I am abundantly grateful for times of rest. I am grateful for those rare times when there has been no schedule, there has been no agenda, and the only plan for the day has been to enjoy it to the fullest. There are times when the question, “What is next?” has been replaced with “Let’s enjoy this moment.” There are times when sleep is more important than seeing the sunrise, or finishing the project, or sending the email. I am abundantly grateful for those times with I have heeded God’s invitation to “Come away with me and get some rest,” when I have taken his yoke upon me, and when I have just been still and reflected upon God.
I am abundantly grateful for memories. Memories of moments that happen only once in a life time. Memories of moments that are repeated and relived every Sunday, every summer, every Christmas holiday, and every time any part of God’s family gathers. Memories that are vivid than the photographs, speak louder and more clearly than the video recordings. Memories that are housed deep in our hearts and dwell in our souls.
I am abundantly grateful for the love that I have experienced. The love I have received from God. The love I received from my family, from my friends, from my brothers and sisters in Christ, and from strangers. I am grateful for those special God-moments when I have been able to reflect some of that love into the life of another human being.
God is on His throne. Jesus is Lord. My hearts if full. My soul is well. I am abundantly grateful.

Tom

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A NORVELL NOTE by Tom Norvell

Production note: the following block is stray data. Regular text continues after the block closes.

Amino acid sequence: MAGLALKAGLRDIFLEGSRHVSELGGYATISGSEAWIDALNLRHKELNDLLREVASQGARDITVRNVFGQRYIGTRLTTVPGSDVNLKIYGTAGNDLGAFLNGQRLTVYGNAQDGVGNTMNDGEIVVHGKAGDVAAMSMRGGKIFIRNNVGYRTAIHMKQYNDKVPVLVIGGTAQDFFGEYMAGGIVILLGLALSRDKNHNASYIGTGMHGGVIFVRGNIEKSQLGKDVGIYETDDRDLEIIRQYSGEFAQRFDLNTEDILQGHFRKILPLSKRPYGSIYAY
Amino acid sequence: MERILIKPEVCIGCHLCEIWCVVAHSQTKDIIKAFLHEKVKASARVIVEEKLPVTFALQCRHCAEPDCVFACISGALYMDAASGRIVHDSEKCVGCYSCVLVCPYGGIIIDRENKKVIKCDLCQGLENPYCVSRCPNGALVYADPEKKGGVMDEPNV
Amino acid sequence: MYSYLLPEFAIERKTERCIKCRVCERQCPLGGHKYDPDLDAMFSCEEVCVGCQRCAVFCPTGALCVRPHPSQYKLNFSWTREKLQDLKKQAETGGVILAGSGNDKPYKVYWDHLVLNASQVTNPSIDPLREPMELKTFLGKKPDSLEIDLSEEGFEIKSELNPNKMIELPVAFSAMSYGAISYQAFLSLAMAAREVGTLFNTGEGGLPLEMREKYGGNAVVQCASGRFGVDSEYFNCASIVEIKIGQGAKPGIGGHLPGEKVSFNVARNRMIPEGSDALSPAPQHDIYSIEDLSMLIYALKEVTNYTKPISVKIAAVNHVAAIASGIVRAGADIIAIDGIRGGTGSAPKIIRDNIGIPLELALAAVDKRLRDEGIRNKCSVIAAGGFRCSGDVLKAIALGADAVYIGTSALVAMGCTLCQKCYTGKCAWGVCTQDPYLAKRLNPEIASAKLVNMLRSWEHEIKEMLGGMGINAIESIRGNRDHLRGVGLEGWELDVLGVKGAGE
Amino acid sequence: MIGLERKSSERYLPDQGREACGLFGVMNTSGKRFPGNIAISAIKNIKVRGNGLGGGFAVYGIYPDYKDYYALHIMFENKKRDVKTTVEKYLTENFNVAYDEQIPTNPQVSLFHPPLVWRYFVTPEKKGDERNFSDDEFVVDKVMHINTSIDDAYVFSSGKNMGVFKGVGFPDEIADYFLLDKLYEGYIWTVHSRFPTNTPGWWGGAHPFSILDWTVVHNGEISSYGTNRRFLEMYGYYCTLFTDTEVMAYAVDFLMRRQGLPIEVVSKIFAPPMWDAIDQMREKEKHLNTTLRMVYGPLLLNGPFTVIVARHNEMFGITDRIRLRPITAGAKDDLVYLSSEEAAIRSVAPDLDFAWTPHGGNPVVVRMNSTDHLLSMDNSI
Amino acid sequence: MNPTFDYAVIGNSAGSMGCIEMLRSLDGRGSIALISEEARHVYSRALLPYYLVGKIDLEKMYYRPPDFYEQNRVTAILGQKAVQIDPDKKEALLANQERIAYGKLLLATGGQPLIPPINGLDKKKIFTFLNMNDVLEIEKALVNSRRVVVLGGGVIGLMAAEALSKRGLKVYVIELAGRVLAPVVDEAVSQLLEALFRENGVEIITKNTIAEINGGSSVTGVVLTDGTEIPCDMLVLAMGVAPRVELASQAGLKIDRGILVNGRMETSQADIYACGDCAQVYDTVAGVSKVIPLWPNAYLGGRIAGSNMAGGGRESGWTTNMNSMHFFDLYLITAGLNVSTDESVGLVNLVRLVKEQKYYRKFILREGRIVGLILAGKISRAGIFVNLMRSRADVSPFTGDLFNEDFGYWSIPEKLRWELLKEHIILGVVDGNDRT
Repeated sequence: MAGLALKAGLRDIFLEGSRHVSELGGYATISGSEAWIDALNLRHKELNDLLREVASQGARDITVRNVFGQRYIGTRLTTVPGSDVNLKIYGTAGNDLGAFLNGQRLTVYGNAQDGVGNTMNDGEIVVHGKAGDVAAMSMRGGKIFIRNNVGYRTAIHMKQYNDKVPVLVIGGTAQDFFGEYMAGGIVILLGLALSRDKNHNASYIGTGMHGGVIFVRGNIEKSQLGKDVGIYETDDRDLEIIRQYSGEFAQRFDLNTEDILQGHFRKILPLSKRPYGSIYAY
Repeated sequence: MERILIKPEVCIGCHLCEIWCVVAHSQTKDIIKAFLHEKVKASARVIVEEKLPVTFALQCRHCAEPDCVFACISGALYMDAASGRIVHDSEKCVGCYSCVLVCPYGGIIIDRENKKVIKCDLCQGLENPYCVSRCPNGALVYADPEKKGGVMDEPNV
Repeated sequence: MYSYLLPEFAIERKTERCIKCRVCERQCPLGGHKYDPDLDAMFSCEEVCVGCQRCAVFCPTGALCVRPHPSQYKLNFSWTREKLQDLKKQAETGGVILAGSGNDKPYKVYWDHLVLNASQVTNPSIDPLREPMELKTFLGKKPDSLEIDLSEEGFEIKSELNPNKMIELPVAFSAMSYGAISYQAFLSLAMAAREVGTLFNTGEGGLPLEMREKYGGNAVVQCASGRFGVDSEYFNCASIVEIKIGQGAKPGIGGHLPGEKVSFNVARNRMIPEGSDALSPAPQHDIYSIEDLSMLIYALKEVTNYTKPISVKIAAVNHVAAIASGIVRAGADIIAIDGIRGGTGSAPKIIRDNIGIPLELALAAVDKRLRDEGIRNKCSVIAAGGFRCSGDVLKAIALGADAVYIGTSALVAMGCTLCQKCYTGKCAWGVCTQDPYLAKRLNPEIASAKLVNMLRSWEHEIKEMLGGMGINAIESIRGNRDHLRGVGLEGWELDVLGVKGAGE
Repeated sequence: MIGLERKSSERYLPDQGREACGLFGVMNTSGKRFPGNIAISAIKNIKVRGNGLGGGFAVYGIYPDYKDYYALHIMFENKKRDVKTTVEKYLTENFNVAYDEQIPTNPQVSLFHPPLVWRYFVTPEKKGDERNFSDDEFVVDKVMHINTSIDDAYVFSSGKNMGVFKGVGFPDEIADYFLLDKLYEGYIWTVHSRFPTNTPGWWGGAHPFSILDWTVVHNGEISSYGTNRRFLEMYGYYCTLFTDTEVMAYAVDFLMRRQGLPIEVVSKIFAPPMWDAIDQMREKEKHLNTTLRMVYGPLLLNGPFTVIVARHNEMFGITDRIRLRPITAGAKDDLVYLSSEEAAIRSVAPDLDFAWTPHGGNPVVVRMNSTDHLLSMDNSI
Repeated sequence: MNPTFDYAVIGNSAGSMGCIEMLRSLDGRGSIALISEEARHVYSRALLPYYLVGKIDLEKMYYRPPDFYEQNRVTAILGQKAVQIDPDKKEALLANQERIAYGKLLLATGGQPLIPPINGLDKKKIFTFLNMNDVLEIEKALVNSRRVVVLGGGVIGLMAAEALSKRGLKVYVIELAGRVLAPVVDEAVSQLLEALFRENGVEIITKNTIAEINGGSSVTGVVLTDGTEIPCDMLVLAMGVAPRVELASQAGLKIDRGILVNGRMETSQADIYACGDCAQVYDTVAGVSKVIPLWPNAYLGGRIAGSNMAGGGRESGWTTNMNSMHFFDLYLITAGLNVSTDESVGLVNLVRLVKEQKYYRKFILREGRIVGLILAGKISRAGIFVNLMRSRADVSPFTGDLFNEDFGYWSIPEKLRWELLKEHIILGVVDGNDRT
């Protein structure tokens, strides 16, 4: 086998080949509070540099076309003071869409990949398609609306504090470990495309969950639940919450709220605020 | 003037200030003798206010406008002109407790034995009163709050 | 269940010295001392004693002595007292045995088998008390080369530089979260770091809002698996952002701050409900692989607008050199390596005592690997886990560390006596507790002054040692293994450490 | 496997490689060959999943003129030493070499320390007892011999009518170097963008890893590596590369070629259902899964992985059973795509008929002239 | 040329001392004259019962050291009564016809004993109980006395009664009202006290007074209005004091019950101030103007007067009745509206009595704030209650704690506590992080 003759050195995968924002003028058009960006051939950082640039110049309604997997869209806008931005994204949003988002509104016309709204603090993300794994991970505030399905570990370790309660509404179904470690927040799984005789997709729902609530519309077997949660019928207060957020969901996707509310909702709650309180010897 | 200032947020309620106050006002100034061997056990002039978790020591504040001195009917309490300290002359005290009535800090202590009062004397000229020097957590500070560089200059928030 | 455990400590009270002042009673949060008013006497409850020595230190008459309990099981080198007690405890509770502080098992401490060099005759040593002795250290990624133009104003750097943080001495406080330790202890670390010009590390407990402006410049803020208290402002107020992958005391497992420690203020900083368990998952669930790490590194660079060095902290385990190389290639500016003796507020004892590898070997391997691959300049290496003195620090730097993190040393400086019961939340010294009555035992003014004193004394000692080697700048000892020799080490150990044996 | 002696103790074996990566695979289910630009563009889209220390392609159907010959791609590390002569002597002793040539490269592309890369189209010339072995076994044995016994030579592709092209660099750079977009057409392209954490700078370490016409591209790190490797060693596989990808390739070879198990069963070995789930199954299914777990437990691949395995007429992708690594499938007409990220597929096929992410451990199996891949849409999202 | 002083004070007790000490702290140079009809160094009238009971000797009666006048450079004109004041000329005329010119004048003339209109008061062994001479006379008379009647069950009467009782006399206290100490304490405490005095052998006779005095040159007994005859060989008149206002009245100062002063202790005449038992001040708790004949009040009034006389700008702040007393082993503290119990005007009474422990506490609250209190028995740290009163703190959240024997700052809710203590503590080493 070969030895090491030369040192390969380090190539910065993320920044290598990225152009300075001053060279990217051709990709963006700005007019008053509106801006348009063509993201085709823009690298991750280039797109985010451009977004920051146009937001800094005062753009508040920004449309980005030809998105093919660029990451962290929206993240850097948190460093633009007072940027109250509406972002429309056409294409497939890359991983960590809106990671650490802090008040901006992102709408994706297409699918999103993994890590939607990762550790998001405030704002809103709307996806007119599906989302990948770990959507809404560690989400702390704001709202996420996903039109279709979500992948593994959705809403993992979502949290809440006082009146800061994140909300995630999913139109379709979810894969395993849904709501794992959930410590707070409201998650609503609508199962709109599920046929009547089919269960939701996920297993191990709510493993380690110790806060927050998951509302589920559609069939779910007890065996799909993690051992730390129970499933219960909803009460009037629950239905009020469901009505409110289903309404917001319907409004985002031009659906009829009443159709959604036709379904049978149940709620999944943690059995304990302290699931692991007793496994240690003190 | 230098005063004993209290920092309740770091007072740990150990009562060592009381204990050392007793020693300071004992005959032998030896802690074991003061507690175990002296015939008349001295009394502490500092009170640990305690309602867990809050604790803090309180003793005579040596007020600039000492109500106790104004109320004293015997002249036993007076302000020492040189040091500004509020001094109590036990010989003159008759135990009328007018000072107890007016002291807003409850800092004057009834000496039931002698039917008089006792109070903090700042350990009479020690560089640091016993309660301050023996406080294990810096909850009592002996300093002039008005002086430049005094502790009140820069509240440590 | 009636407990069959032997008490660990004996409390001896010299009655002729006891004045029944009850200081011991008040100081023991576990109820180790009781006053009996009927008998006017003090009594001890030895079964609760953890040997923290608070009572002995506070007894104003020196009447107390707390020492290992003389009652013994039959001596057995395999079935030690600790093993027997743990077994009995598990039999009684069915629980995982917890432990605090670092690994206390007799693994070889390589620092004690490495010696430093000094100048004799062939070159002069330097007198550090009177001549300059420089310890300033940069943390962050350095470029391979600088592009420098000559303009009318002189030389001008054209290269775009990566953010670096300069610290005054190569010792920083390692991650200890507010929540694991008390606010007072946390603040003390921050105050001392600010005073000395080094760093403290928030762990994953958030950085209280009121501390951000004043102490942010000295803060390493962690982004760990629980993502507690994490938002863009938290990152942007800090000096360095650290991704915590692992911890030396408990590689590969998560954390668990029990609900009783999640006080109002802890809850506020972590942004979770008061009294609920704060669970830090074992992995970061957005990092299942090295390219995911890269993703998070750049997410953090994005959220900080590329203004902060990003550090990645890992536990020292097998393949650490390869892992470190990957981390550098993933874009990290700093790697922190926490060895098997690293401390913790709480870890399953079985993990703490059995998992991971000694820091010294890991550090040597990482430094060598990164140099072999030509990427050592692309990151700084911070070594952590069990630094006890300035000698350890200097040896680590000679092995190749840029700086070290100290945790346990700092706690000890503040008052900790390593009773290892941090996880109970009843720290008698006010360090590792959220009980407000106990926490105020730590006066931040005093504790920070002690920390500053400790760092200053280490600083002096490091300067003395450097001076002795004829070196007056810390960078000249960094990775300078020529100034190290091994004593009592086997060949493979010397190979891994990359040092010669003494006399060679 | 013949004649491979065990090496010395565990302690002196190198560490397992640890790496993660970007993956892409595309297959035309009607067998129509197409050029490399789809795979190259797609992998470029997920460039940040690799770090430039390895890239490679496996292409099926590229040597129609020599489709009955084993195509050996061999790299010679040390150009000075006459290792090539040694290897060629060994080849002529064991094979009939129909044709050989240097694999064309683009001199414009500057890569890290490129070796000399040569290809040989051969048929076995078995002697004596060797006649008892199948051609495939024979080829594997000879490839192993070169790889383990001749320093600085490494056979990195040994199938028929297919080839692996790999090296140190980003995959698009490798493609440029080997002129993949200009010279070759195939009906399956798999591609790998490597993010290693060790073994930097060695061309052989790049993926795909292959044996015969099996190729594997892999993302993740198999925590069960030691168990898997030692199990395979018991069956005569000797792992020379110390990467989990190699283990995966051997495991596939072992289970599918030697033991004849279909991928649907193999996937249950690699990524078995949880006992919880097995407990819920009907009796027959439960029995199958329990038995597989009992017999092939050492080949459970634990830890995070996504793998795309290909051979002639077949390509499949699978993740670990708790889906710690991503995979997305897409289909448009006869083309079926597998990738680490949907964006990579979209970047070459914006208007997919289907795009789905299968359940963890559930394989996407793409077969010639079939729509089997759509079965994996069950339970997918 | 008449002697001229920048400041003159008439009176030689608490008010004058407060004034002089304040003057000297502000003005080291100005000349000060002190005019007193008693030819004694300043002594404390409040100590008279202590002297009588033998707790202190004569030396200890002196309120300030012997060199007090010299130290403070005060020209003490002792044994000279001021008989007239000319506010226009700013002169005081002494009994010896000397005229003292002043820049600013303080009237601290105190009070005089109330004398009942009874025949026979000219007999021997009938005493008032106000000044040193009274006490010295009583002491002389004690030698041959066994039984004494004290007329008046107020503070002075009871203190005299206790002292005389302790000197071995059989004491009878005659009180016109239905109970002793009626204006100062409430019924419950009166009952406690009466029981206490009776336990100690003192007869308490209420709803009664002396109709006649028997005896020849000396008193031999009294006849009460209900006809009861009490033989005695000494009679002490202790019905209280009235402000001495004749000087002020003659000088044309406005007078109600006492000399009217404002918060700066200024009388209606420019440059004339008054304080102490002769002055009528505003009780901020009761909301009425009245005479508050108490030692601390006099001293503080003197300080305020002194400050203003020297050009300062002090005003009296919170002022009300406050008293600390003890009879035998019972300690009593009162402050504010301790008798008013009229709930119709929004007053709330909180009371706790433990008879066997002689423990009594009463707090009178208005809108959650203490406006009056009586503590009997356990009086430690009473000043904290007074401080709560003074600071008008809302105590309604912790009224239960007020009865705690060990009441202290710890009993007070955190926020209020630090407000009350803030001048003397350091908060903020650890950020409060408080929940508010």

- http://www.anorvellnote.com
A Norvell Note
Vol. 16 No. 19 May 13, 2013

I Continue To Pray

A light snow was falling in Richmond, Virginia the day the doctor confirmed that we were going to have another baby. At that point we were not sure if we were having a boy or a girl. From early on one sweet woman from our church assured us that this would be a girl. She was right. When the doctor welcomed Laura Lee into the world tears of joy flowed down my face. When I held her in my arms for the first time I prayed: “Father, thank You for this beautiful baby girl. Help her to learn Your ways, help her to know Your love, and help me release her into Your care when it is time to let her go.”
The first day of school was hard. I drove to the school for the first time, pulled into the drop-off lane, made certain the card with her name and her teachers’ name card was securely draped around her neck, kissed her, said, “I love you,” opened her, and watched her walk toward the door and I cried. As I drove away from the school I prayed: “Father, thank You for this beautiful little girl. Help her to learn Your ways, help her to know Your love, and help me release her into Your care when it is time to let her go.”
Later on she learned to swim and started to compete. She swam like a fish, only sweeter. She won some races and received a few awards. She was praised by her coach. I watched from the side of the pool as she dove in swam her laps and hopped out of the pool with a look of “I did it on her face.” As she learned to compete I prayed: “Father, thank You for this beautiful little girl. Help her to learn Your ways, help her to know Your love, and help me release her into Your care when it is time to let her go.”
We rode our bikes through the neighborhoods, we walked the trails of the parks, we were introduced to sleep-overs, and learned more about letting her become her own person. With each new adventure I prayed: “Father, thank You for this beautiful little girl. Help her to learn Your ways, help her to know Your love, and help me release her into Your care when it is time to let her go.”